Violence In A Health Care Setting Is Still Unacceptable

Most instances of violence against health care providers occur in relation to psychiatric patients and facilities.  Just because a patient is a psychiatric patient, doesn’t excuse the person or their behavior. But, take a step back and consider violence in the non-psychiatric patient population.

I was actually considering writing about an anecdotal experience at a facility I’m familiar with where a physician was performing a bedside procedure on a patient (he had gotten consent prior). The patient, as the story was told to me by an eyewitness, was an appropriate hospice candidate but he/she and family decided to pursue more aggressive treatment. Part of that treatment involved the need for the bedside procedure mentioned earlier. Once the procedure started, the patient had made comments that he/she was experiencing pain and wanted the doctor to stop. The doctor, wanting to finish since only a few minutes more would be required, desired to continue. As was recounted to me, the patient then promptly slapped the physician, who was of course shocked by this behavior. The doctor stopped what he was doing and informed the patient that no more procedures would be done and the patient should consider hospice.  The doctor then walked out of the room and did not return. I was going to title this particular blog “Slap Your Doctor, Go to Hospice”.

The idea of the whole incident was funny to me, and anyone who has heard the story, mostly because the physician involved can be an ass and likely deserved it. Granted, he should have stopped when asked. The physician’s behavior alone could represent assault on a patient. There are more than a few nurses who have felt the wrath of “Dr. Slap” sometime in the past and probably wanted to slap him too. That patient is their hero.

But researching the story made me run across several articles where health care providers were the recipients of violence committed against them by the patients they care for, sometimes with a loss of life. I actually ran across a blog post by KevinMD, the self-proclaimed social networks voice of medicine.  But not for me.

In his blog post he describes several issue of violence involving patients and health care workers. Most involve psychiatric patients, but not all. In one such instance a patient bludgeoned a nurse with the leg from a broken chair. Another involved the shooting of a physician by a patient’s son, distraught over the fact that her mother’s treatment didn’t go as he expected. After shooting the physician, the son went to his mother’s room at the hospital, shot her and then himself.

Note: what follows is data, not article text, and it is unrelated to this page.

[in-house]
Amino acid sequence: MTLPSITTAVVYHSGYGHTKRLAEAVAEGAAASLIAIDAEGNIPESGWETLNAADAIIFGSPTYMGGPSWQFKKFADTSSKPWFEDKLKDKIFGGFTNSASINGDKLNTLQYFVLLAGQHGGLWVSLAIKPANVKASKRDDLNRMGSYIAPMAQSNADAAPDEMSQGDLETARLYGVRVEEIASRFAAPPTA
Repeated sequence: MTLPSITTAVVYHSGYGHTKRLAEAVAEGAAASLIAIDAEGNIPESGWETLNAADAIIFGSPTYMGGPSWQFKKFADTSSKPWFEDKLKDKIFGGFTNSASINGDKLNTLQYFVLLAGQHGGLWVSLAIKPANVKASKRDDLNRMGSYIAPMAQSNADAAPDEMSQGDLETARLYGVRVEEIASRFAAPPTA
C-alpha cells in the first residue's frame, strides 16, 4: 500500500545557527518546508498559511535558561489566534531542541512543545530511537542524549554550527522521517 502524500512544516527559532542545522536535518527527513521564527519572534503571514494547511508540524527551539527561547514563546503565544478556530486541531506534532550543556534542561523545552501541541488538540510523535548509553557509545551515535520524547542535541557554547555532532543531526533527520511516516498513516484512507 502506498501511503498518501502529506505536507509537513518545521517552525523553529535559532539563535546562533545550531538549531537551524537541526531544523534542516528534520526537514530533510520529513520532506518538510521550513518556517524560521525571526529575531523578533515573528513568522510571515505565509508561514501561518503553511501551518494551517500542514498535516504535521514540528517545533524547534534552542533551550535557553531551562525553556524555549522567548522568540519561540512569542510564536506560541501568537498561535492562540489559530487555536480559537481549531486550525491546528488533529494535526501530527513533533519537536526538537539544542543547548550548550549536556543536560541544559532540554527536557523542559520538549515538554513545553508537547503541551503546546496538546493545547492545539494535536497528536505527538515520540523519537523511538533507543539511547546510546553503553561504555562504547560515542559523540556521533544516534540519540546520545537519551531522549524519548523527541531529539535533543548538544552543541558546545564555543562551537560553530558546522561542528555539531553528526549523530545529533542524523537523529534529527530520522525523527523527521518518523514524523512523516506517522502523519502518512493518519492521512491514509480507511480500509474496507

Stories abound in the Emergency Departments where intoxicated, drug dependent, frustrated patients become violent unexpectedly, striking the very people who are trying to help them. Nurses are an especially easy target since they often have more contact with patients. One quote rang in my ears; “…..and others said it is important to combat the notion among police, prosecutors, courts — and, at times, nurses themselves, who are often reluctant to press charges — that violence is just part of the job.” Violence should never be accepted as “part of the job”.

Some have cited a decrease in funding for mental health and substance abuse programs due to the economic downturn. Others look to the frustration people experience when they go to the ED in search of “McDonald’s” service in an already overburdened ED. Whatever the cause, the numbers of cases of violence are on the rise. So much so in fact that JCAHO (The Joint Commission on Accreditation of Hospital Organizations) released their own statement on the issue. State Workers Compensation department are also expressing interest since many claims for injury fall into their domain, increasing their Departments costs. Laws are finally being passed providing some legal remedy to health care workers who are the victims of assault. In New Mexico for example, it raised health care assault to a felony from a misdemeanor and provided an avenue to collect data on health care worker assaults.

OSHA published “Preventing Workplace Violence for Health Care & Social Service Workers” in 2004. In that publication, OSHA recommends a “zero tolerance” for violence, regardless of its cause. They also cited statistics showing the average rate of violence in the private sector workplace to be 2 per 10,000 full time workers, while nurses on the other hand suffer the most instances of assault leading to injury a whopping 25 per 10,000. The Bureau of Labor Statistics has data showing a similar risk of violence.